Ax-1 mission, SpaceX launch is a success | ISS docking at 13.45

During the last day, the Ax-1 mission officially started, the first entirely composed of astronauts and private vehicles to be sent to the International Space Station.

After a successful take-off after 5pm yesterday, the crew are now aboard SpaceX’s Crew Dragon spacecraft and have officially begun a 10-day journey that will include eight days aboard the International Space Station. Ax-1’s Crew Dragon capsule will dock at the orbiting laboratory at around 1.45pm today 9 April. The live streaming will start at 11.30 and can be followed by the link below.

Ax-1 marked the fifth flight for the first stage of this Falcon 9, which also coincided with its fifth landing approximately 9 minutes after takeoff on SpaceX’s drone ship, A Shortfall of Gravitas, which was waiting in the Atlantic Ocean.

During their stay, the four team members will conduct 25 scientific experiments in about 100 hours of work, but it will be only the first of four trips that Axiom Space intends to conduct in collaboration with SpaceX. It is known that Axiom Space’s long-term goal is to build a fleet of commercial space stations, starting with Axiom Station. The company plans to connect the first Axiom station module to the ISS as early as 2024, before breaking away and building a platform capable of autonomous operation. These first missions will aim to help Axiom establish useful protocols and procedures for conducting future human spaceflight missions on its platform when it is ready.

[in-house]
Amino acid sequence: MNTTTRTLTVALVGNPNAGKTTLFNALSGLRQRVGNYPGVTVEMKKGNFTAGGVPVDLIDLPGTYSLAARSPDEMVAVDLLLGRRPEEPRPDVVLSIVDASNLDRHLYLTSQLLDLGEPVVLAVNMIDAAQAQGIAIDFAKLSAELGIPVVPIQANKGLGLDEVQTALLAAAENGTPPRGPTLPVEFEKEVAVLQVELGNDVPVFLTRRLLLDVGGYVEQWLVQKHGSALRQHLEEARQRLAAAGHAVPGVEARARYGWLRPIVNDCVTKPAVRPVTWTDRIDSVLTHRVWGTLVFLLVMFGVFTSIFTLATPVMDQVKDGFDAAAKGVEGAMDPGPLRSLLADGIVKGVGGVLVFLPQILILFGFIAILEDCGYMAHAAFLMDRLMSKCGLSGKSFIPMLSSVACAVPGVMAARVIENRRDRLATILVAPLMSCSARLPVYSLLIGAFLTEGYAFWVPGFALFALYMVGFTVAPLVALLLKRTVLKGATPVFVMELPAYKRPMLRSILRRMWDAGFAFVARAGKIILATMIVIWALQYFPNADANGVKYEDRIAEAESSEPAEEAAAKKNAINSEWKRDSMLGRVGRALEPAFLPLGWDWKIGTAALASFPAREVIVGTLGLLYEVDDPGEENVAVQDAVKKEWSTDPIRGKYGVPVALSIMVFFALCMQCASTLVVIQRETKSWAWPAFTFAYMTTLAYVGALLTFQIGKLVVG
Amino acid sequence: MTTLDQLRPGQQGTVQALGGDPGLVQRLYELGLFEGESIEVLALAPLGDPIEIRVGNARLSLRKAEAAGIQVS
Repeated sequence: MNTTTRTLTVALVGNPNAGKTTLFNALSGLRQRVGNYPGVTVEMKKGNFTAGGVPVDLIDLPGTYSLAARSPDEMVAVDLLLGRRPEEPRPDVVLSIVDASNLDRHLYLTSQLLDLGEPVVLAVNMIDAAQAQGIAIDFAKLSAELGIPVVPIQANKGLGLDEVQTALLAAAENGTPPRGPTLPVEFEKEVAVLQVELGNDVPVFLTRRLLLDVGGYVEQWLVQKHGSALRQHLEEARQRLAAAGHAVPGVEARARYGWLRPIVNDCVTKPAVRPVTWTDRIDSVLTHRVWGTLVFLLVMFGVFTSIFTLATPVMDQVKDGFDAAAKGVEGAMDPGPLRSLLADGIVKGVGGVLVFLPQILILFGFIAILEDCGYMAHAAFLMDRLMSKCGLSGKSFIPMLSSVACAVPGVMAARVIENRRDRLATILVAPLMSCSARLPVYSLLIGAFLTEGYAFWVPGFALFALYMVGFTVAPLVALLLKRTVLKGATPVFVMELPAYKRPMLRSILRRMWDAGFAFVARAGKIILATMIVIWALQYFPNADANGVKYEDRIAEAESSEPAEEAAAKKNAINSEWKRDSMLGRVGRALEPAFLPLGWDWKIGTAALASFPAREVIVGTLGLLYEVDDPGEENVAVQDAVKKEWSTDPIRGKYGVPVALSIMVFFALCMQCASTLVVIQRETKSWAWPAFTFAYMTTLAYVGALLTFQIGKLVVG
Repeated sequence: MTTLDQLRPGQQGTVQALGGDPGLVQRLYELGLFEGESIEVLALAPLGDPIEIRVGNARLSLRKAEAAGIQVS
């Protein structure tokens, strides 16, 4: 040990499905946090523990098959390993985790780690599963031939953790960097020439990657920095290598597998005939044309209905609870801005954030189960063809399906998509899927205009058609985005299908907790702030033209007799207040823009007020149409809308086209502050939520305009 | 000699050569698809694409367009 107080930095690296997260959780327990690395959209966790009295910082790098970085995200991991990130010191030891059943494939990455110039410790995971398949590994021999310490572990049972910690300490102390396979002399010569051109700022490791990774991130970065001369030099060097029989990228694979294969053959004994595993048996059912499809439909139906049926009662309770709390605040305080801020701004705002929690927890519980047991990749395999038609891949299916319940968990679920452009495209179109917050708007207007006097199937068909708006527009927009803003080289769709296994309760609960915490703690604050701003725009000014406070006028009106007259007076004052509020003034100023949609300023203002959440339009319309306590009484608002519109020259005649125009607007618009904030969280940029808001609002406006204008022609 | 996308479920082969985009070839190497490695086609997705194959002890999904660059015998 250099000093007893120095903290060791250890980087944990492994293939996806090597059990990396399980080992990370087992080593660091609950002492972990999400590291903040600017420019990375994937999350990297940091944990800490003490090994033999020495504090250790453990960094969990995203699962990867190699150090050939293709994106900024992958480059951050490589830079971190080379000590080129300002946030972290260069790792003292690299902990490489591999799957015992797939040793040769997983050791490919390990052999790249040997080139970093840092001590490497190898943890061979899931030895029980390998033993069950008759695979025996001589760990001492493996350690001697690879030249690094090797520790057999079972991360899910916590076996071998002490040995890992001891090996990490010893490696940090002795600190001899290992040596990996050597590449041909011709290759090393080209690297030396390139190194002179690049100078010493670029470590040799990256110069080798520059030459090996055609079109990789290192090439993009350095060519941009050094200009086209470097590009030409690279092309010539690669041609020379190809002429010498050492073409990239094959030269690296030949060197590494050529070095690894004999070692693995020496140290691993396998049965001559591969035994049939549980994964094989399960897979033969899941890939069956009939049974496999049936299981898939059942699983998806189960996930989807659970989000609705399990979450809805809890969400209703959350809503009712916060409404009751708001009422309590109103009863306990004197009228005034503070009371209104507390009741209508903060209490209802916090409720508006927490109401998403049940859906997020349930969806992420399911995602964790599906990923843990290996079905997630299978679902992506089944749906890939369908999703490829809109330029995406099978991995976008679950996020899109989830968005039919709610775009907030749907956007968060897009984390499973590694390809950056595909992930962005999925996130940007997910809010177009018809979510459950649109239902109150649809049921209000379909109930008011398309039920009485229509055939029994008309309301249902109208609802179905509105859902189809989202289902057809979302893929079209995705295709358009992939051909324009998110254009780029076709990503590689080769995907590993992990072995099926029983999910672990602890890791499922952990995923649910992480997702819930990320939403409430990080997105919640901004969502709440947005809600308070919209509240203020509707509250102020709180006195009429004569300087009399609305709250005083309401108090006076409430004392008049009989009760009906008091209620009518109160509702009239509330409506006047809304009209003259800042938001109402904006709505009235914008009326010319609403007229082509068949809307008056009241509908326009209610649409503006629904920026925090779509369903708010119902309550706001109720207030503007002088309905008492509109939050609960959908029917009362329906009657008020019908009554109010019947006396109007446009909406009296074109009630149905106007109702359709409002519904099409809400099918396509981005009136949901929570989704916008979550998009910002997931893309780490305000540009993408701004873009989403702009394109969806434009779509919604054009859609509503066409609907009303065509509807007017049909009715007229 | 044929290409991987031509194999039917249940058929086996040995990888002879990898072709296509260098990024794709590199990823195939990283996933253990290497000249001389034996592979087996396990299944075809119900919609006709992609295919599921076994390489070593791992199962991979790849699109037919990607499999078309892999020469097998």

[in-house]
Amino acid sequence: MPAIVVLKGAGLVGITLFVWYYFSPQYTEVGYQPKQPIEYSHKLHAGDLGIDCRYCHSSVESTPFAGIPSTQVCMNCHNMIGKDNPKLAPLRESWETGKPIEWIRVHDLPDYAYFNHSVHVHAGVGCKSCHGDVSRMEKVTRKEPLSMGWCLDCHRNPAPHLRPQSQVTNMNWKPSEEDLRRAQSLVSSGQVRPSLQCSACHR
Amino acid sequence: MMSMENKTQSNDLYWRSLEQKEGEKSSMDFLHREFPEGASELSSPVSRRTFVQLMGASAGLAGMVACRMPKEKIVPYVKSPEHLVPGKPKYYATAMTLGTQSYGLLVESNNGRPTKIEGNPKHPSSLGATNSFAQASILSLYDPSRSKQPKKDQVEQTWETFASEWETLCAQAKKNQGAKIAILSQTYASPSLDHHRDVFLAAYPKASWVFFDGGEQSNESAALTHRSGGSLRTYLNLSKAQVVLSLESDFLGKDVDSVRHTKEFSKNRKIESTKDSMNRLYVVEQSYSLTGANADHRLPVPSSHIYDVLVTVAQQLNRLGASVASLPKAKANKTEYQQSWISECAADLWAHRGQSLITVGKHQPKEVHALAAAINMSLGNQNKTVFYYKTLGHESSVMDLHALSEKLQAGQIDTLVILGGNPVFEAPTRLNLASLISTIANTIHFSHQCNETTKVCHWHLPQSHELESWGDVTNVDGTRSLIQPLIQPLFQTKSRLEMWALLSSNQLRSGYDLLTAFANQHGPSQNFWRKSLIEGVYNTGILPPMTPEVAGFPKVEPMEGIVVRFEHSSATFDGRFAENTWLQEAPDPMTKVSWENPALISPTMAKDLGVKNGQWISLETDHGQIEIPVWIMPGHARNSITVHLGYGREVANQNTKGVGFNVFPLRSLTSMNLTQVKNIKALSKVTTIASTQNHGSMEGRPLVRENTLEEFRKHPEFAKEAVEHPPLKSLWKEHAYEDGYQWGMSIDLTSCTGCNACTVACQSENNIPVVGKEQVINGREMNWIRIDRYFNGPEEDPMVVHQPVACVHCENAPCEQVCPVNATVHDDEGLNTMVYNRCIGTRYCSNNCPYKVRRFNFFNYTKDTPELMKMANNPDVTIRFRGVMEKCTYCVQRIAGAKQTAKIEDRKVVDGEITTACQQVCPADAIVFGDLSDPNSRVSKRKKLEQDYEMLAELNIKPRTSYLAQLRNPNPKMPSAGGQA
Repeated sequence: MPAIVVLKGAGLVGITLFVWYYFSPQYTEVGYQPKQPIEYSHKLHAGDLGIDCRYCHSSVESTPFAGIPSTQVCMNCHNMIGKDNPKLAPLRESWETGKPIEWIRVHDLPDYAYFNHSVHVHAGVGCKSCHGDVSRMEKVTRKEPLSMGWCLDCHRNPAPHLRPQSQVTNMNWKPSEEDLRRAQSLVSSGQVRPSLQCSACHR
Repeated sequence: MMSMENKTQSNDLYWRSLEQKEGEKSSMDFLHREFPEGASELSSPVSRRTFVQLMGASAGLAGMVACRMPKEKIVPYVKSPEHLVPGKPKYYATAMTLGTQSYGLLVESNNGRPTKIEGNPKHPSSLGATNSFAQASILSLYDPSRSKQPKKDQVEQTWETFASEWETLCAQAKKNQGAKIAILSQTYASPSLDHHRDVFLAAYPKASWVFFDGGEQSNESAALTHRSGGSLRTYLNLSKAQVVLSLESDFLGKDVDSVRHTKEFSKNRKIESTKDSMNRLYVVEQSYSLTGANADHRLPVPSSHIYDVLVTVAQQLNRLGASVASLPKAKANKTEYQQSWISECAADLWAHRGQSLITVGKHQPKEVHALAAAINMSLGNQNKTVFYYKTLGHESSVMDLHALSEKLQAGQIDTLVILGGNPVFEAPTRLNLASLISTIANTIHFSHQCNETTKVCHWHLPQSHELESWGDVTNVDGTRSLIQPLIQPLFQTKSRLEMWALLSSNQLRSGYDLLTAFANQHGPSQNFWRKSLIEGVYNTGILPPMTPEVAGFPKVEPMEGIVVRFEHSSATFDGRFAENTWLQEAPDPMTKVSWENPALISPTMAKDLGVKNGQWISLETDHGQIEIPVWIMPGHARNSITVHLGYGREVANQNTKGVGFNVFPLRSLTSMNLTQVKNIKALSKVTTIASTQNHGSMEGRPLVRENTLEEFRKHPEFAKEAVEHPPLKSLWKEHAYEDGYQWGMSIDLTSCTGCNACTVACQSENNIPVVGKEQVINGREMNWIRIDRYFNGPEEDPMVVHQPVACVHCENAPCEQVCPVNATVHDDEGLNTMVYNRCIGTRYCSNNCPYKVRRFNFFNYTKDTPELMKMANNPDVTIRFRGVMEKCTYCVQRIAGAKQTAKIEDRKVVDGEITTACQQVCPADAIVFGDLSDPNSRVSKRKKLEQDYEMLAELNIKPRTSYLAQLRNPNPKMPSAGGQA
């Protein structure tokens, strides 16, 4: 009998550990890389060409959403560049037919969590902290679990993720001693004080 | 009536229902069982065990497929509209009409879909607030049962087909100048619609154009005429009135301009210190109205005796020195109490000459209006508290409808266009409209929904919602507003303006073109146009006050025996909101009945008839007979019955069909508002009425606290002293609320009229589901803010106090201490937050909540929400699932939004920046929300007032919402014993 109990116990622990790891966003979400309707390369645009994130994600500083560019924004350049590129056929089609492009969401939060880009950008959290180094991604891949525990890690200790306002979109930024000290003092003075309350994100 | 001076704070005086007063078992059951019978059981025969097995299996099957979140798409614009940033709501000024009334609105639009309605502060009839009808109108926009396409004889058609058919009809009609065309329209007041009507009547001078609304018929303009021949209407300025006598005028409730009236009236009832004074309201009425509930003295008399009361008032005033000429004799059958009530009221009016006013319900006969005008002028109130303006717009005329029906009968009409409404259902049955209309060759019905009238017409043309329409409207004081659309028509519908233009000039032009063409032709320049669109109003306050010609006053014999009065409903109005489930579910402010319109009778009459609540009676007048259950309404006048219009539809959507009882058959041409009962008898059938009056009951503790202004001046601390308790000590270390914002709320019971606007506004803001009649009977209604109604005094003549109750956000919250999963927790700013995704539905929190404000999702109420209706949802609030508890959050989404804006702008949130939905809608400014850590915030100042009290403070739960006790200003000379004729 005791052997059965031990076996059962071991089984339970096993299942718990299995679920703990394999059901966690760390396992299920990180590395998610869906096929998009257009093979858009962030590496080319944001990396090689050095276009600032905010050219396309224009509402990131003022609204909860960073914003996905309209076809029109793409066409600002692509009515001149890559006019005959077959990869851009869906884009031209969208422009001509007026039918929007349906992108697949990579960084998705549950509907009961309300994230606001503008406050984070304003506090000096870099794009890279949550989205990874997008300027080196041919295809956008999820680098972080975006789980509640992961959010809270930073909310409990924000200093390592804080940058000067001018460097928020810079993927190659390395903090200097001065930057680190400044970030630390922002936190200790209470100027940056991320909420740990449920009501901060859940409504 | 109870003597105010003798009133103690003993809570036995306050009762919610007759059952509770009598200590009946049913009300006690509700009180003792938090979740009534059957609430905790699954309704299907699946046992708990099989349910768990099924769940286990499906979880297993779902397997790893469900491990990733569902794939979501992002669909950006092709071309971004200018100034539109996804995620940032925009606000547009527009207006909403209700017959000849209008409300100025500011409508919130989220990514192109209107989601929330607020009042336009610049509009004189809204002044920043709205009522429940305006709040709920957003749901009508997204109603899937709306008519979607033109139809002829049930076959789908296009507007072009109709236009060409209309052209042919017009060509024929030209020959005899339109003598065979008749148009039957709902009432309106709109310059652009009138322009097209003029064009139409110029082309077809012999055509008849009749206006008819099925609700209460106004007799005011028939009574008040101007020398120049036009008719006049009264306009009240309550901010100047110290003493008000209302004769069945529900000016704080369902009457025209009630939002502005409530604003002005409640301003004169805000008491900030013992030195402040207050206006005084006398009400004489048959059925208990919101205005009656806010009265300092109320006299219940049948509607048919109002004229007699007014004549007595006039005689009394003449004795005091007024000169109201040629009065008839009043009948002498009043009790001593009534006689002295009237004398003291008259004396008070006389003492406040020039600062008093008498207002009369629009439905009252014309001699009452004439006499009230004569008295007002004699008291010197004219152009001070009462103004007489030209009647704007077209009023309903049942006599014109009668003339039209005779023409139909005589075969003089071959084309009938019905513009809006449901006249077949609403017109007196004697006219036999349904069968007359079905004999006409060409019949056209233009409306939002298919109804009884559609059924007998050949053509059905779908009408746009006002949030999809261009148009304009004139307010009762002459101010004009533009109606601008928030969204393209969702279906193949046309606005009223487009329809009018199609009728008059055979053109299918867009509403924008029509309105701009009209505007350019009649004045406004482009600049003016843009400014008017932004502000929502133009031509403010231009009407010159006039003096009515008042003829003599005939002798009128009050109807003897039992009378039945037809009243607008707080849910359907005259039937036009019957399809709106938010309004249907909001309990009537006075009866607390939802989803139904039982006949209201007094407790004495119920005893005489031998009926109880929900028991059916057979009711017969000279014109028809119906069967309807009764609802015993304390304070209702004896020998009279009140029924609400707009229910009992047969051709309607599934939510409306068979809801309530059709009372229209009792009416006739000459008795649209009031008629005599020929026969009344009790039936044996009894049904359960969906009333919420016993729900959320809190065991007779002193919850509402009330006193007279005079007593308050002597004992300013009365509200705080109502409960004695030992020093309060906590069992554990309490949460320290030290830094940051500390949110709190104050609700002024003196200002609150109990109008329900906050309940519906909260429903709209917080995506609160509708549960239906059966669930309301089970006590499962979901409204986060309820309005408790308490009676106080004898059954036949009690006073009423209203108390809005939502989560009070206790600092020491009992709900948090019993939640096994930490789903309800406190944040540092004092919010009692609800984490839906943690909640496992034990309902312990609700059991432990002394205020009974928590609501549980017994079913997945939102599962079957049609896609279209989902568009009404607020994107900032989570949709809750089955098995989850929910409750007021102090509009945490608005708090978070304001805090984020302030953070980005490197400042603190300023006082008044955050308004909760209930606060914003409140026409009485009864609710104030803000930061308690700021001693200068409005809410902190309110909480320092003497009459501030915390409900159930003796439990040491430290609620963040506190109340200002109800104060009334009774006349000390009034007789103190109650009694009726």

On board the Ax-1 flight there are 3 paying customers and a real astronaut: we find the American Larry Connor, founder and managing partner of the real estate investment company The Connor Group; Canadian Mark Pathy, CEO of the investment and financing firm MAVRIK, and Eytan Stibbe, former Israeli Air Force pilot and founder of the investment fund Vital Capital. Their commander is Michael López-Alegría, a veteran NASA astronaut and now chief astronaut for Axiom. The company announced the crew in January 2021 and subsequently its members carried out a training program of approximately 1,000 hours.

As mentioned above it will not be a “tourist” mission and the crew has a number of planned tasks including conducting 25 different science experiments. For example, a “brain headset” created by the Israeli startup Brain.Space, which Stibbe is bringing with him, will be studied. The experiment aims to observe how the brain behaves in space and is one of the many investigations that Stibbe is carrying out on behalf of the Ramon Foundation. Scientific experiments will also be carried out on other issues, including aging, stem cells, heart health and more.

This is the latest update streamed by SpaceX pco after 9am today. The crew are in excellent health and the journey to the ISS is apparently proceeding well.


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